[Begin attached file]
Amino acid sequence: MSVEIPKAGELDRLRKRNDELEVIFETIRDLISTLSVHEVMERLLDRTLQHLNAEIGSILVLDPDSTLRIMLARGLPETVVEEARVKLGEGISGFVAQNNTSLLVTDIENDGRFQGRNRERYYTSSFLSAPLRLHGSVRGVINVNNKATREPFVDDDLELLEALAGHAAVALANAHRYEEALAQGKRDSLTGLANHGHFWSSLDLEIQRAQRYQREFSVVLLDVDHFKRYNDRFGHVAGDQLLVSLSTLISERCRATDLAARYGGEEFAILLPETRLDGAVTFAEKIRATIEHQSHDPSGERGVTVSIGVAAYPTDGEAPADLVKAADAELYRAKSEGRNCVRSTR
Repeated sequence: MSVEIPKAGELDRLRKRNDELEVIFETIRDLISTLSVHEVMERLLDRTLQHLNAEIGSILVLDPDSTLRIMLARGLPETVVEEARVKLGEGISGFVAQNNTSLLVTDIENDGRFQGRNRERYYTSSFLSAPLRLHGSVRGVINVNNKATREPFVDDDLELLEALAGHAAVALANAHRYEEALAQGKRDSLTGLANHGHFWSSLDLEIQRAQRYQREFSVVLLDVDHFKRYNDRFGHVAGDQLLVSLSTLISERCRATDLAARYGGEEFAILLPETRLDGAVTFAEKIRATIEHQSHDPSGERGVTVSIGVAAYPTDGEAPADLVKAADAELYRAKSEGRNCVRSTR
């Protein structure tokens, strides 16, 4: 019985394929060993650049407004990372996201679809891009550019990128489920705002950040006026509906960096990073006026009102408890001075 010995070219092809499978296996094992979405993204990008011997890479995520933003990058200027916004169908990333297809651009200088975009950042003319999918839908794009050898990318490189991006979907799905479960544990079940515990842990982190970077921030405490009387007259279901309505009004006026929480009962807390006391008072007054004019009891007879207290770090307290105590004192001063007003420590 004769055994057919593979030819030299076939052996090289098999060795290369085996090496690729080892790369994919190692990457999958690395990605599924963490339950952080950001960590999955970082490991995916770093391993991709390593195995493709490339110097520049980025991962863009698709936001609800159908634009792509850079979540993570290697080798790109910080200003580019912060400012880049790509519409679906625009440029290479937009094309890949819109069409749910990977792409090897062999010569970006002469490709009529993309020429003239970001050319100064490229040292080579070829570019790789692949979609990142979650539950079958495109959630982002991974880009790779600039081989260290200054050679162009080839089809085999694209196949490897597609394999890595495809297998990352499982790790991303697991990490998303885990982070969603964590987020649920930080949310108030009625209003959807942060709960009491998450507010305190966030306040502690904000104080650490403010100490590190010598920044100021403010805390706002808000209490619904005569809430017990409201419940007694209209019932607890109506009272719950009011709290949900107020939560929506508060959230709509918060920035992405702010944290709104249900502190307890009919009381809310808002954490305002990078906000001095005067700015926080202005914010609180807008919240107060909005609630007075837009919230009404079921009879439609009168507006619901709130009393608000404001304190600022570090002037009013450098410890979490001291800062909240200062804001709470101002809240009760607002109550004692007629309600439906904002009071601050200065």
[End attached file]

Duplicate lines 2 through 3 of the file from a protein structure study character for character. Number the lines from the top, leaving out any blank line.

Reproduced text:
Repeated sequence: MSVEIPKAGELDRLRKRNDELEVIFETIRDLISTLSVHEVMERLLDRTLQHLNAEIGSILVLDPDSTLRIMLARGLPETVVEEARVKLGEGISGFVAQNNTSLLVTDIENDGRFQGRNRERYYTSSFLSAPLRLHGSVRGVINVNNKATREPFVDDDLELLEALAGHAAVALANAHRYEEALAQGKRDSLTGLANHGHFWSSLDLEIQRAQRYQREFSVVLLDVDHFKRYNDRFGHVAGDQLLVSLSTLISERCRATDLAARYGGEEFAILLPETRLDGAVTFAEKIRATIEHQSHDPSGERGVTVSIGVAAYPTDGEAPADLVKAADAELYRAKSEGRNCVRSTR
């Protein structure tokens, strides 16, 4: 019985394929060993650049407004990372996201679809891009550019990128489920705002950040006026509906960096990073006026009102408890001075 010995070219092809499978296996094992979405993204990008011997890479995520933003990058200027916004169908990333297809651009200088975009950042003319999918839908794009050898990318490189991006979907799905479960544990079940515990842990982190970077921030405490009387007259279901309505009004006026929480009962807390006391008072007054004019009891007879207290770090307290105590004192001063007003420590 004769055994057919593979030819030299076939052996090289098999060795290369085996090496690729080892790369994919190692990457999958690395990605599924963490339950952080950001960590999955970082490991995916770093391993991709390593195995493709490339110097520049980025991962863009698709936001609800159908634009792509850079979540993570290697080798790109910080200003580019912060400012880049790509519409679906625009440029290479937009094309890949819109069409749910990977792409090897062999010569970006002469490709009529993309020429003239970001050319100064490229040292080579070829570019790789692949979609990142979650539950079958495109959630982002991974880009790779600039081989260290200054050679162009080839089809085999694209196949490897597609394999890595495809297998990352499982790790991303697991990490998303885990982070969603964590987020649920930080949310108030009625209003959807942060709960009491998450507010305190966030306040502690904000104080650490403010100490590190010598920044100021403010805390706002808000209490619904005569809430017990409201419940007694209209019932607890109506009272719950009011709290949900107020939560929506508060959230709509918060920035992405702010944290709104249900502190307890009919009381809310808002954490305002990078906000001095005067700015926080202005914010609180807008919240107060909005609630007075837009919230009404079921009879439609009168507006619901709130009393608000404001304190600022570090002037009013450098410890979490001291800062909240200062804001709470101002809240009760607002109550004692007629309600439906904002009071601050200065």